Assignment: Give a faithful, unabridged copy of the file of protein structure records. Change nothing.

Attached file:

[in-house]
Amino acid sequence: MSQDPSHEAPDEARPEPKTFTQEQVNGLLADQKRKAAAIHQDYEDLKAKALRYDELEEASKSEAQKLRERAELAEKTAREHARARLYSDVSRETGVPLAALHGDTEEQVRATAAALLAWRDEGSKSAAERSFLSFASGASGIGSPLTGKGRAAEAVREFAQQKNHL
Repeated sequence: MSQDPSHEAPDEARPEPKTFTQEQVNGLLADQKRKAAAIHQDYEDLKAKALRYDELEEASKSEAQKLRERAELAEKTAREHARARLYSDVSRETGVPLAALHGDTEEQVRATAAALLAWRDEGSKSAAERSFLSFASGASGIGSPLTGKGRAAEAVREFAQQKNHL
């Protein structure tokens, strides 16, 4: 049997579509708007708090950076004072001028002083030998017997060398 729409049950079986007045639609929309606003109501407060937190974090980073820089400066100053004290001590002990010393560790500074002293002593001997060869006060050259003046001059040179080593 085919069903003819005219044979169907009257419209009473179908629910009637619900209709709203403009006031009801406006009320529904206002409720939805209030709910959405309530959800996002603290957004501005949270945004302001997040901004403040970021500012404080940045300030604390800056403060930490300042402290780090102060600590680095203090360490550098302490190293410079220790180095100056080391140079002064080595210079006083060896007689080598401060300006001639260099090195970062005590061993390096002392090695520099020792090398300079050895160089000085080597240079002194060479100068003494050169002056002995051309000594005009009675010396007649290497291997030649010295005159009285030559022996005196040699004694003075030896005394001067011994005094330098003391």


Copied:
[in-house]
Amino acid sequence: MSQDPSHEAPDEARPEPKTFTQEQVNGLLADQKRKAAAIHQDYEDLKAKALRYDELEEASKSEAQKLRERAELAEKTAREHARARLYSDVSRETGVPLAALHGDTEEQVRATAAALLAWRDEGSKSAAERSFLSFASGASGIGSPLTGKGRAAEAVREFAQQKNHL
Repeated sequence: MSQDPSHEAPDEARPEPKTFTQEQVNGLLADQKRKAAAIHQDYEDLKAKALRYDELEEASKSEAQKLRERAELAEKTAREHARARLYSDVSRETGVPLAALHGDTEEQVRATAAALLAWRDEGSKSAAERSFLSFASGASGIGSPLTGKGRAAEAVREFAQQKNHL
């Protein structure tokens, strides 16, 4: 049997579509708007708090950076004072001028002083030998017997060398 729409049950079986007045639609929309606003109501407060937190974090980073820089400066100053004290001590002990010393560790500074002293002593001997060869006060050259003046001059040179080593 085919069903003819005219044979169907009257419209009473179908629910009637619900209709709203403009006031009801406006009320529904206002409720939805209030709910959405309530959800996002603290957004501005949270945004302001997040901004403040970021500012404080940045300030604390800056403060930490300042402290780090102060600590680095203090360490550098302490190293410079220790180095100056080391140079002064080595210079006083060896007689080598401060300006001639260099090195970062005590061993390096002392090695520099020792090398300079050895160089000085080597240079002194060479100068003494050169002056002995051309000594005009009675010396007649290497291997030649010295005159009285030559022996005196040699004694003075030896005394001067011994005094330098003391």